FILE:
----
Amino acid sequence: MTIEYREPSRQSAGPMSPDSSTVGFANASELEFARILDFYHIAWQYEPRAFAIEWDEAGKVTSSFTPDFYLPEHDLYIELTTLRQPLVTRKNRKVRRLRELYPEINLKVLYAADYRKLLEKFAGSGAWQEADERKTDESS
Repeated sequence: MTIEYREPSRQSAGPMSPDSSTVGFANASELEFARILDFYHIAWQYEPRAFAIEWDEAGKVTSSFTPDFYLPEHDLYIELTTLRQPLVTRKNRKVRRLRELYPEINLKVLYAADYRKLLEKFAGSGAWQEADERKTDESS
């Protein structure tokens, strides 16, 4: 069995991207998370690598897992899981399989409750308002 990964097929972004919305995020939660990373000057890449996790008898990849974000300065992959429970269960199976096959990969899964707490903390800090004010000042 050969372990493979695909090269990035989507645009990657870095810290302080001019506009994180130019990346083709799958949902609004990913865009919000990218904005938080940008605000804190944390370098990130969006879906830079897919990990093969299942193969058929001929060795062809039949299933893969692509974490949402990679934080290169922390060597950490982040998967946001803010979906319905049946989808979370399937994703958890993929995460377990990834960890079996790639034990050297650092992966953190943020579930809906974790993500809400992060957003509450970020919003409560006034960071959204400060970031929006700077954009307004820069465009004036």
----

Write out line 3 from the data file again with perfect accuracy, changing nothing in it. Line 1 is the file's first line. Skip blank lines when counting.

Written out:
């Protein structure tokens, strides 16, 4: 069995991207998370690598897992899981399989409750308002 990964097929972004919305995020939660990373000057890449996790008898990849974000300065992959429970269960199976096959990969899964707490903390800090004010000042 050969372990493979695909090269990035989507645009990657870095810290302080001019506009994180130019990346083709799958949902609004990913865009919000990218904005938080940008605000804190944390370098990130969006879906830079897919990990093969299942193969058929001929060795062809039949299933893969692509974490949402990679934080290169922390060597950490982040998967946001803010979906319905049946989808979370399937994703958890993929995460377990990834960890079996790639034990050297650092992966953190943020579930809906974790993500809400992060957003509450970020919003409560006034960071959204400060970031929006700077954009307004820069465009004036």